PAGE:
NEW HAVEN, CT – Patients across the country are calling their doctors at all hours asking to be scheduled for the newest minimally invasive surgery, SuDMITAVR, which stands for Super Duper Minimally Invasive Transurethral Aortic Valve Replacement.

mri scanner
The procedure was invented during an all-night collaborative brainstorming session between world-renowned cardiologist Dr. Jeffrey Capadorno and recently voted hottest urologist by Doctor’s Are People Too magazine, Dr. Timothy Zipper Tippurino.

The idea came to Dr. Tippurino when he received a mug from his 8-year-old son for Father’s Day that had a picture of a large penis and the caption “The Fastest Way to a Man’s Heart.”

“I was proud of the little guy for coming up with such a sweet gift.  I mean most 8-year-olds get their dads stupid hats or a drawing of a hill that they made at school.  How many kids have the smarts to come up with a penis cup?” asked Tippurino.

He says that he had been taking a drink of coffee from the mug and marveling at his son’s wit when he nearly choked.  “I realized he was on to something big, no pun intended,” said Tippurino.  He immediately called his old medical school buddy Dr. Capadorno to propose a collaborative project.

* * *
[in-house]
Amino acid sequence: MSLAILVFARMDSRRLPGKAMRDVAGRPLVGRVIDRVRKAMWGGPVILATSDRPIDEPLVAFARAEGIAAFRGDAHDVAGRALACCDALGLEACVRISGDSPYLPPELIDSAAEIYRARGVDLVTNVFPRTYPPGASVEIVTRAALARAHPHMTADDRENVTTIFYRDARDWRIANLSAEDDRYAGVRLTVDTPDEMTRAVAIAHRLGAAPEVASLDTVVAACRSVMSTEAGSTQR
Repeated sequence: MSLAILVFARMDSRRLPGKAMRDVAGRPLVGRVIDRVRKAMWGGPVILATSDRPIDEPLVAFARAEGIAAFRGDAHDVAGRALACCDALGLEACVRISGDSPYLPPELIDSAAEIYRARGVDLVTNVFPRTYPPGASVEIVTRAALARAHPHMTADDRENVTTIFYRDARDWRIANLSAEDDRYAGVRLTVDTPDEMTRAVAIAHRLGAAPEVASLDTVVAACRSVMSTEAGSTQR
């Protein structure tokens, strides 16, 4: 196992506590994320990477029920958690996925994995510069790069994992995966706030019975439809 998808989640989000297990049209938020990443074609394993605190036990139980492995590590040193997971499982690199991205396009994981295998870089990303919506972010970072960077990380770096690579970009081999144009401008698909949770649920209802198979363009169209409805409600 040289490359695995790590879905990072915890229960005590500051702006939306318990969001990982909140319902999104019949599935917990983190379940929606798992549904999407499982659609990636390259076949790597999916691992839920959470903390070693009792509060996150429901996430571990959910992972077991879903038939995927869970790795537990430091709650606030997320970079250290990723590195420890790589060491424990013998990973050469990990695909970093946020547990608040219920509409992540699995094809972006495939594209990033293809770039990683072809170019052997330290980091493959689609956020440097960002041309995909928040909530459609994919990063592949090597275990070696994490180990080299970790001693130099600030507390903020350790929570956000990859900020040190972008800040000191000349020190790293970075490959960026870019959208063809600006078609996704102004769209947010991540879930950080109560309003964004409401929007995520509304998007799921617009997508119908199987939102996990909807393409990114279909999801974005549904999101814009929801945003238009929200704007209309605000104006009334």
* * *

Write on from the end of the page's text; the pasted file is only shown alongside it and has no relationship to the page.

The result was the SuDMITAVR procedure in which a 45 French introducer (about the width of a garden hose) is placed in the urethra, through the bladder wall, through the diaphragm, and approximated to the base of the left ventricle.  A hole is then punched through the ventricle allowing access to the aortic valve.

A separate introducer is placed trans-rectally through the wall of the colon and up to the level of the femoral vessels.  Through this introducer, the femoral artery and vein are accessed for cardiopulmonary bypass.

The procedure is being marketed as incision free and demand is skyrocketing.  Last week a line snaked around the block outside of Dr. Capadorno’s clinic.  There have been reports of people bribing their echocardiographer to falsely elevate the severity of their aortic stenosis in order to qualify them for valve replacement.

One 24-year-old prospective patient, Clay Winters, standing in line, said he had no aortic valve disease at all but couldn’t face his Facebook friends and Twitter twends if he didn’t have the procedure.  “It’s the hottest thing man, the must have, the new black,” he said.

Drs. Capadorno and Tippurino listed common complications of the procedure as urethral rupture, rectal rupture, and about 75% of the time urethral-gastric-diaphragmatic-ventricular fistula formation.  Dr. Capadorno said that after the procedure if you start having heart palpitations and you notice that with each heartbeat there is a pulsating fountain of blood pouring from your urethra, you should seek medical care immediately.

Asked if he was surprised that so many patients would run the risk of these complications Dr. Capadorno was surprised.  “No way man, no way.  This is an amazing technique.  We can replace your heart valve without making a single external incision.  Do you know what that means?  No scars!  Not a one!”

The Joint Commissioner
Half joint, half commissioner, all dedication. The Joint Commissioner is the founder, chairman, CEO and sole member of the board of the Joint Commission And Then Some (JCATS). JCATS is funded by a 50% tax on physician salaries and spends 100% of its time 25% of the time on keeping patients safe and doctors guessing.